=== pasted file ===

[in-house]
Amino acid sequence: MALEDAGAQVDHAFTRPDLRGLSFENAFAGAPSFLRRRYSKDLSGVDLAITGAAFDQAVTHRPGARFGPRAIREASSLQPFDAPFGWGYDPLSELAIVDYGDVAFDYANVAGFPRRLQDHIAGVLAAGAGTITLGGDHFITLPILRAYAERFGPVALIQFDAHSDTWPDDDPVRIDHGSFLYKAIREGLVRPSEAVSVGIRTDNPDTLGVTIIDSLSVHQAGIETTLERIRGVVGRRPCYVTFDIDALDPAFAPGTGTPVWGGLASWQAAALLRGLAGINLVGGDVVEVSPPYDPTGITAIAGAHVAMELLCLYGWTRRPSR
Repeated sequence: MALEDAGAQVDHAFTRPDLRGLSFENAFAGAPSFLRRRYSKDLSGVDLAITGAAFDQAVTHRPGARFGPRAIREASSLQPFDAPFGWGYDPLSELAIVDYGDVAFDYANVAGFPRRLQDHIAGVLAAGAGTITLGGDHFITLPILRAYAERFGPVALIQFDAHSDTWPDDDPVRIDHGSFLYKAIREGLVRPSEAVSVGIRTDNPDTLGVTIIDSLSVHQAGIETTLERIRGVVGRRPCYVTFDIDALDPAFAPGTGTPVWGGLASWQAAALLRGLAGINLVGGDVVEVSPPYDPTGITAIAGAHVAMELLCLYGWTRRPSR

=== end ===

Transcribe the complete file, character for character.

[in-house]
Amino acid sequence: MALEDAGAQVDHAFTRPDLRGLSFENAFAGAPSFLRRRYSKDLSGVDLAITGAAFDQAVTHRPGARFGPRAIREASSLQPFDAPFGWGYDPLSELAIVDYGDVAFDYANVAGFPRRLQDHIAGVLAAGAGTITLGGDHFITLPILRAYAERFGPVALIQFDAHSDTWPDDDPVRIDHGSFLYKAIREGLVRPSEAVSVGIRTDNPDTLGVTIIDSLSVHQAGIETTLERIRGVVGRRPCYVTFDIDALDPAFAPGTGTPVWGGLASWQAAALLRGLAGINLVGGDVVEVSPPYDPTGITAIAGAHVAMELLCLYGWTRRPSR
Repeated sequence: MALEDAGAQVDHAFTRPDLRGLSFENAFAGAPSFLRRRYSKDLSGVDLAITGAAFDQAVTHRPGARFGPRAIREASSLQPFDAPFGWGYDPLSELAIVDYGDVAFDYANVAGFPRRLQDHIAGVLAAGAGTITLGGDHFITLPILRAYAERFGPVALIQFDAHSDTWPDDDPVRIDHGSFLYKAIREGLVRPSEAVSVGIRTDNPDTLGVTIIDSLSVHQAGIETTLERIRGVVGRRPCYVTFDIDALDPAFAPGTGTPVWGGLASWQAAALLRGLAGINLVGGDVVEVSPPYDPTGITAIAGAHVAMELLCLYGWTRRPSR